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Wednesday, 16 November 1938

Mr SPEAKER - The honorable gentleman may not cite passages from the Hansard report of speeches delivered in the current session.

Mr FORDE - All I shall say, sir, is that the honorable member charged the Government with having taken advantage of every possible point to delay proceeding with its policy. There can be no doubt that because of underground engineering, and of the pressure that has been brought to bear upon the Government from outside sources, the whole proposal has been sidetracked. I am quite sure that the honorable member for Henty will support the contentions that I am now submitting.

Let us examine for a few moments the activities in which other countries are engaged in connexion with this industry. Of course, all progressive countries realize the great need to manufacture their own motor chassis; but in Australia every effort is being made to mislead the public as to the vital necessities of the position. We are well aware that the experts in charge of the Australian operations of the overseas motor manufacturing companies are not free to speak their mind on this subject. Naturally they are obliged to express the views of the huge organizations which give them employment.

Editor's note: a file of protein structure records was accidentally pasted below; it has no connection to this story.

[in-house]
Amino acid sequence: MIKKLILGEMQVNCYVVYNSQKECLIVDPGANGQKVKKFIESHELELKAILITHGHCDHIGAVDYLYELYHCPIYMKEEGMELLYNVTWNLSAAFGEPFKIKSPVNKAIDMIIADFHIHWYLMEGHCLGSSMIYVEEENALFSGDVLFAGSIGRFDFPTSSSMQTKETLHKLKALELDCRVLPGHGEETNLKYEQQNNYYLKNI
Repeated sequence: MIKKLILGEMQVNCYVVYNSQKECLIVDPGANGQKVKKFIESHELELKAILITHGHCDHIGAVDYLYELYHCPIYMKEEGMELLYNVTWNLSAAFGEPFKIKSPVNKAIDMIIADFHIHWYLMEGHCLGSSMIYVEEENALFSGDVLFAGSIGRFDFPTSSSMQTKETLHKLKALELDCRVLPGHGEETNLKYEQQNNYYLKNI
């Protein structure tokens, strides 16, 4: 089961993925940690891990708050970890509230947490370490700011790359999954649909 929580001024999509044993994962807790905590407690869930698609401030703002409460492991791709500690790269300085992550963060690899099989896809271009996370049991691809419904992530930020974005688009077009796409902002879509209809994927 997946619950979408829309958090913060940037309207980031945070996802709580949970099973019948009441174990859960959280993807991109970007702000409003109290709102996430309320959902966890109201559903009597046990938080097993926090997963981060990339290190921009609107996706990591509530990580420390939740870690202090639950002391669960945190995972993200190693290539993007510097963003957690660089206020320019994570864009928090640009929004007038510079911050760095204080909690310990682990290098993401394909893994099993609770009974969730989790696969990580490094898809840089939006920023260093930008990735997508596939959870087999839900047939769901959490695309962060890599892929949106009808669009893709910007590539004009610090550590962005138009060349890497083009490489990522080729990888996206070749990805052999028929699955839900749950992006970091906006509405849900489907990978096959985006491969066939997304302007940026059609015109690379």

Mr Gregory - The honorable member should be ashamed of himself.

Mr FORDE - We must look at the plain facts of the situation. If the highly-paid Australian executive officers of the overseas manufacturing companies expressed their mind freely and impartially on this subject, and their .views were against the interests of their employers, they would undoubtedly be paid six months' salary and -lose their posts.